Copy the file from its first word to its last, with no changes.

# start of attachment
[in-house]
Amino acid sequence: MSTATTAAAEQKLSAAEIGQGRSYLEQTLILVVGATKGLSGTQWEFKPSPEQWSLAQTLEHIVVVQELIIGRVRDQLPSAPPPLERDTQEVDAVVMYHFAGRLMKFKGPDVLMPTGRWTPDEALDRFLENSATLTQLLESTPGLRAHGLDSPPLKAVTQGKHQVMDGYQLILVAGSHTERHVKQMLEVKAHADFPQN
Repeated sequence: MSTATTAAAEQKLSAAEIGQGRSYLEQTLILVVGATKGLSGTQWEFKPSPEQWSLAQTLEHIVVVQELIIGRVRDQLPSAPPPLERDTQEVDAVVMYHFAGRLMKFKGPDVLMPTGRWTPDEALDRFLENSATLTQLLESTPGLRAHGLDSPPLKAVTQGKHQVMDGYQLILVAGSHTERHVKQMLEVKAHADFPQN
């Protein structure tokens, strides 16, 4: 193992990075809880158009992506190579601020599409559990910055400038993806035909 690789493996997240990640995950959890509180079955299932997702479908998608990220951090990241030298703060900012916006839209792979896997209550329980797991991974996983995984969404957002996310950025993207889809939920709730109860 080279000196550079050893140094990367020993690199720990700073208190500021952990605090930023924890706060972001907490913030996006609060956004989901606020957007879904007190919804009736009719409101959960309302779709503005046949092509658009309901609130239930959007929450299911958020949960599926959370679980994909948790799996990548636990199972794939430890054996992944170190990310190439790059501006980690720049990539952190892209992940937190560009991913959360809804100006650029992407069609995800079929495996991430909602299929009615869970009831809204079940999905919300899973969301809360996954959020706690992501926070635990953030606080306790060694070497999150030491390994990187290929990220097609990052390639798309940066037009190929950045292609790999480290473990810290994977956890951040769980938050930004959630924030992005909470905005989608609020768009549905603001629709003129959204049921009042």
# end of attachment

[in-house]
Amino acid sequence: MSTATTAAAEQKLSAAEIGQGRSYLEQTLILVVGATKGLSGTQWEFKPSPEQWSLAQTLEHIVVVQELIIGRVRDQLPSAPPPLERDTQEVDAVVMYHFAGRLMKFKGPDVLMPTGRWTPDEALDRFLENSATLTQLLESTPGLRAHGLDSPPLKAVTQGKHQVMDGYQLILVAGSHTERHVKQMLEVKAHADFPQN
Repeated sequence: MSTATTAAAEQKLSAAEIGQGRSYLEQTLILVVGATKGLSGTQWEFKPSPEQWSLAQTLEHIVVVQELIIGRVRDQLPSAPPPLERDTQEVDAVVMYHFAGRLMKFKGPDVLMPTGRWTPDEALDRFLENSATLTQLLESTPGLRAHGLDSPPLKAVTQGKHQVMDGYQLILVAGSHTERHVKQMLEVKAHADFPQN
């Protein structure tokens, strides 16, 4: 193992990075809880158009992506190579601020599409559990910055400038993806035909 690789493996997240990640995950959890509180079955299932997702479908998608990220951090990241030298703060900012916006839209792979896997209550329980797991991974996983995984969404957002996310950025993207889809939920709730109860 080279000196550079050893140094990367020993690199720990700073208190500021952990605090930023924890706060972001907490913030996006609060956004989901606020957007879904007190919804009736009719409101959960309302779709503005046949092509658009309901609130239930959007929450299911958020949960599926959370679980994909948790799996990548636990199972794939430890054996992944170190990310190439790059501006980690720049990539952190892209992940937190560009991913959360809804100006650029992407069609995800079929495996991430909602299929009615869970009831809204079940999905919300899973969301809360996954959020706690992501926070635990953030606080306790060694070497999150030491390994990187290929990220097609990052390639798309940066037009190929950045292609790999480290473990810290994977956890951040769980938050930004959630924030992005909470905005989608609020768009549905603001629709003129959204049921009042």